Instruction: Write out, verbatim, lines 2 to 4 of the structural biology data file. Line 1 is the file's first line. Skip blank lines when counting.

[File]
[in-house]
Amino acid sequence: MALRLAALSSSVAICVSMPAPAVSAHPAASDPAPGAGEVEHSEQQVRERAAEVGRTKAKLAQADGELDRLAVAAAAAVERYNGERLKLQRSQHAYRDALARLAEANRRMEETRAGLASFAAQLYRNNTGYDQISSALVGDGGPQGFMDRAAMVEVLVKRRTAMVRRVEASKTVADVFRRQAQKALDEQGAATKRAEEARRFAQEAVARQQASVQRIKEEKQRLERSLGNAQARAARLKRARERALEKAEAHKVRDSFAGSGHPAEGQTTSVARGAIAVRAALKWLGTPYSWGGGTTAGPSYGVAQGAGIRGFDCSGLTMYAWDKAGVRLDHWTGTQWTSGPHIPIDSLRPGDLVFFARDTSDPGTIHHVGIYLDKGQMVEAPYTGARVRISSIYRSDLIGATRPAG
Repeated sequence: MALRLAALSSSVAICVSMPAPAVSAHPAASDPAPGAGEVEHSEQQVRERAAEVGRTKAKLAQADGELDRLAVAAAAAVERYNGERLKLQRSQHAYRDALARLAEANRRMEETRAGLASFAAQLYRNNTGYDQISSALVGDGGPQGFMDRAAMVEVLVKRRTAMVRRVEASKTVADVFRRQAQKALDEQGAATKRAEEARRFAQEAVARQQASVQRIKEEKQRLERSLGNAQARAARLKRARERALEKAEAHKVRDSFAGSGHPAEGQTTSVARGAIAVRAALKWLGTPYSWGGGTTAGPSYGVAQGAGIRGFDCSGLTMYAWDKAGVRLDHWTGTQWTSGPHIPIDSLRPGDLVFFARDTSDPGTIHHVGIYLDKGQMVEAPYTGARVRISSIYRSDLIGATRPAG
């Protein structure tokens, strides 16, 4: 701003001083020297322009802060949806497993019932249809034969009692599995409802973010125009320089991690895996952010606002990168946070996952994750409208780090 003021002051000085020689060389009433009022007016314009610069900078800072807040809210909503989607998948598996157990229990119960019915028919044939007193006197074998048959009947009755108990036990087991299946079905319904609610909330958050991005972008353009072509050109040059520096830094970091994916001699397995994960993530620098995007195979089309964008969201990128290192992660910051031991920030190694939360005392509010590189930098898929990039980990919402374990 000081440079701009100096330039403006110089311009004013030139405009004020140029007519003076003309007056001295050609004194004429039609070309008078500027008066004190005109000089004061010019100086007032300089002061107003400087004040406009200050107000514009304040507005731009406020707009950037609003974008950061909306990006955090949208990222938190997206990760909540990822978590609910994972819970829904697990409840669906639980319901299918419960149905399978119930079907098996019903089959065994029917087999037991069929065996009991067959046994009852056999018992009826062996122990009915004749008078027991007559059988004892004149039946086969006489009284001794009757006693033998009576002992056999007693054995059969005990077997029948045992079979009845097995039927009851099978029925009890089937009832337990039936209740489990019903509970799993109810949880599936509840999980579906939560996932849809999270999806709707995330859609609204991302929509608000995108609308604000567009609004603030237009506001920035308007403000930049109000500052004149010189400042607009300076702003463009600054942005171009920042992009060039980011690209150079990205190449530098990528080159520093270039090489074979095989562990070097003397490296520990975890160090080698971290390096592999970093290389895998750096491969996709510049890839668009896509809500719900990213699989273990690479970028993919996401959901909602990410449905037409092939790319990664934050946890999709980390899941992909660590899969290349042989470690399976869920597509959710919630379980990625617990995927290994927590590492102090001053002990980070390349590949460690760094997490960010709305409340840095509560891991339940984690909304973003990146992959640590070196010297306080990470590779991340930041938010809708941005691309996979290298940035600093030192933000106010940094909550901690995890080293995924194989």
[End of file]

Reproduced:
Amino acid sequence: MALRLAALSSSVAICVSMPAPAVSAHPAASDPAPGAGEVEHSEQQVRERAAEVGRTKAKLAQADGELDRLAVAAAAAVERYNGERLKLQRSQHAYRDALARLAEANRRMEETRAGLASFAAQLYRNNTGYDQISSALVGDGGPQGFMDRAAMVEVLVKRRTAMVRRVEASKTVADVFRRQAQKALDEQGAATKRAEEARRFAQEAVARQQASVQRIKEEKQRLERSLGNAQARAARLKRARERALEKAEAHKVRDSFAGSGHPAEGQTTSVARGAIAVRAALKWLGTPYSWGGGTTAGPSYGVAQGAGIRGFDCSGLTMYAWDKAGVRLDHWTGTQWTSGPHIPIDSLRPGDLVFFARDTSDPGTIHHVGIYLDKGQMVEAPYTGARVRISSIYRSDLIGATRPAG
Repeated sequence: MALRLAALSSSVAICVSMPAPAVSAHPAASDPAPGAGEVEHSEQQVRERAAEVGRTKAKLAQADGELDRLAVAAAAAVERYNGERLKLQRSQHAYRDALARLAEANRRMEETRAGLASFAAQLYRNNTGYDQISSALVGDGGPQGFMDRAAMVEVLVKRRTAMVRRVEASKTVADVFRRQAQKALDEQGAATKRAEEARRFAQEAVARQQASVQRIKEEKQRLERSLGNAQARAARLKRARERALEKAEAHKVRDSFAGSGHPAEGQTTSVARGAIAVRAALKWLGTPYSWGGGTTAGPSYGVAQGAGIRGFDCSGLTMYAWDKAGVRLDHWTGTQWTSGPHIPIDSLRPGDLVFFARDTSDPGTIHHVGIYLDKGQMVEAPYTGARVRISSIYRSDLIGATRPAG
């Protein structure tokens, strides 16, 4: 701003001083020297322009802060949806497993019932249809034969009692599995409802973010125009320089991690895996952010606002990168946070996952994750409208780090 003021002051000085020689060389009433009022007016314009610069900078800072807040809210909503989607998948598996157990229990119960019915028919044939007193006197074998048959009947009755108990036990087991299946079905319904609610909330958050991005972008353009072509050109040059520096830094970091994916001699397995994960993530620098995007195979089309964008969201990128290192992660910051031991920030190694939360005392509010590189930098898929990039980990919402374990 000081440079701009100096330039403006110089311009004013030139405009004020140029007519003076003309007056001295050609004194004429039609070309008078500027008066004190005109000089004061010019100086007032300089002061107003400087004040406009200050107000514009304040507005731009406020707009950037609003974008950061909306990006955090949208990222938190997206990760909540990822978590609910994972819970829904697990409840669906639980319901299918419960149905399978119930079907098996019903089959065994029917087999037991069929065996009991067959046994009852056999018992009826062996122990009915004749008078027991007559059988004892004149039946086969006489009284001794009757006693033998009576002992056999007693054995059969005990077997029948045992079979009845097995039927009851099978029925009890089937009832337990039936209740489990019903509970799993109810949880599936509840999980579906939560996932849809999270999806709707995330859609609204991302929509608000995108609308604000567009609004603030237009506001920035308007403000930049109000500052004149010189400042607009300076702003463009600054942005171009920042992009060039980011690209150079990205190449530098990528080159520093270039090489074979095989562990070097003397490296520990975890160090080698971290390096592999970093290389895998750096491969996709510049890839668009896509809500719900990213699989273990690479970028993919996401959901909602990410449905037409092939790319990664934050946890999709980390899941992909660590899969290349042989470690399976869920597509959710919630379980990625617990995927290994927590590492102090001053002990980070390349590949460690760094997490960010709305409340840095509560891991339940984690909304973003990146992959640590070196010297306080990470590779991340930041938010809708941005691309996979290298940035600093030192933000106010940094909550901690995890080293995924194989």